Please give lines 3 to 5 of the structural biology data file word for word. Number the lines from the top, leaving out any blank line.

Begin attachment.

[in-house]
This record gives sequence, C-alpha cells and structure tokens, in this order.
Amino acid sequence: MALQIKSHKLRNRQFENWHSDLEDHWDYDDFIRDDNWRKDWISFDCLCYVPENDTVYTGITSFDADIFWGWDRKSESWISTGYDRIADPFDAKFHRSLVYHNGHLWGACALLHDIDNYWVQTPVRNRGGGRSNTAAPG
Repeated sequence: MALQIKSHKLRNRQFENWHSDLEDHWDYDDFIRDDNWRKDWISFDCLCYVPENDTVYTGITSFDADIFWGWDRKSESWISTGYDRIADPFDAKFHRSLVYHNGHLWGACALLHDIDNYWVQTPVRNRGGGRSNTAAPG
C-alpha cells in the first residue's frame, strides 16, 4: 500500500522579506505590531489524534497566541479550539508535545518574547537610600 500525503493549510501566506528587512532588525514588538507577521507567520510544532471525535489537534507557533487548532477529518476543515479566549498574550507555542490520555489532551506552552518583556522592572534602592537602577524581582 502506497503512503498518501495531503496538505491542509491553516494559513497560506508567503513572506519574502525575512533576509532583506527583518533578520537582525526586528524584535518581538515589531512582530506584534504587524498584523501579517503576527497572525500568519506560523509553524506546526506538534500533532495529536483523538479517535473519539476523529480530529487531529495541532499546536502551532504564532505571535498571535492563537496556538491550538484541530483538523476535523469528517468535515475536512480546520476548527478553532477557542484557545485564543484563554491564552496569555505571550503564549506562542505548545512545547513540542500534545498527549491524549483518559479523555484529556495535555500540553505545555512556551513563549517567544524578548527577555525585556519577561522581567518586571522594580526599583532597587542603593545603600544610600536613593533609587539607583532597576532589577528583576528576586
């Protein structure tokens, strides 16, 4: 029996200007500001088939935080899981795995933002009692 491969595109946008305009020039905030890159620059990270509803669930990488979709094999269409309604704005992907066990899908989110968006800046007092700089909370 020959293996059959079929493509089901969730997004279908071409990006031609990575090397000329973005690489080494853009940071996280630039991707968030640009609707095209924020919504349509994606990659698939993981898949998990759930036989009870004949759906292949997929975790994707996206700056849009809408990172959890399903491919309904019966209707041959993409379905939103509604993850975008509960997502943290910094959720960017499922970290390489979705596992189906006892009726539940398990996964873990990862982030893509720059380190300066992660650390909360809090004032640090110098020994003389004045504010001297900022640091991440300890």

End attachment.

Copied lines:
Amino acid sequence: MALQIKSHKLRNRQFENWHSDLEDHWDYDDFIRDDNWRKDWISFDCLCYVPENDTVYTGITSFDADIFWGWDRKSESWISTGYDRIADPFDAKFHRSLVYHNGHLWGACALLHDIDNYWVQTPVRNRGGGRSNTAAPG
Repeated sequence: MALQIKSHKLRNRQFENWHSDLEDHWDYDDFIRDDNWRKDWISFDCLCYVPENDTVYTGITSFDADIFWGWDRKSESWISTGYDRIADPFDAKFHRSLVYHNGHLWGACALLHDIDNYWVQTPVRNRGGGRSNTAAPG
C-alpha cells in the first residue's frame, strides 16, 4: 500500500522579506505590531489524534497566541479550539508535545518574547537610600 500525503493549510501566506528587512532588525514588538507577521507567520510544532471525535489537534507557533487548532477529518476543515479566549498574550507555542490520555489532551506552552518583556522592572534602592537602577524581582 502506497503512503498518501495531503496538505491542509491553516494559513497560506508567503513572506519574502525575512533576509532583506527583518533578520537582525526586528524584535518581538515589531512582530506584534504587524498584523501579517503576527497572525500568519506560523509553524506546526506538534500533532495529536483523538479517535473519539476523529480530529487531529495541532499546536502551532504564532505571535498571535492563537496556538491550538484541530483538523476535523469528517468535515475536512480546520476548527478553532477557542484557545485564543484563554491564552496569555505571550503564549506562542505548545512545547513540542500534545498527549491524549483518559479523555484529556495535555500540553505545555512556551513563549517567544524578548527577555525585556519577561522581567518586571522594580526599583532597587542603593545603600544610600536613593533609587539607583532597576532589577528583576528576586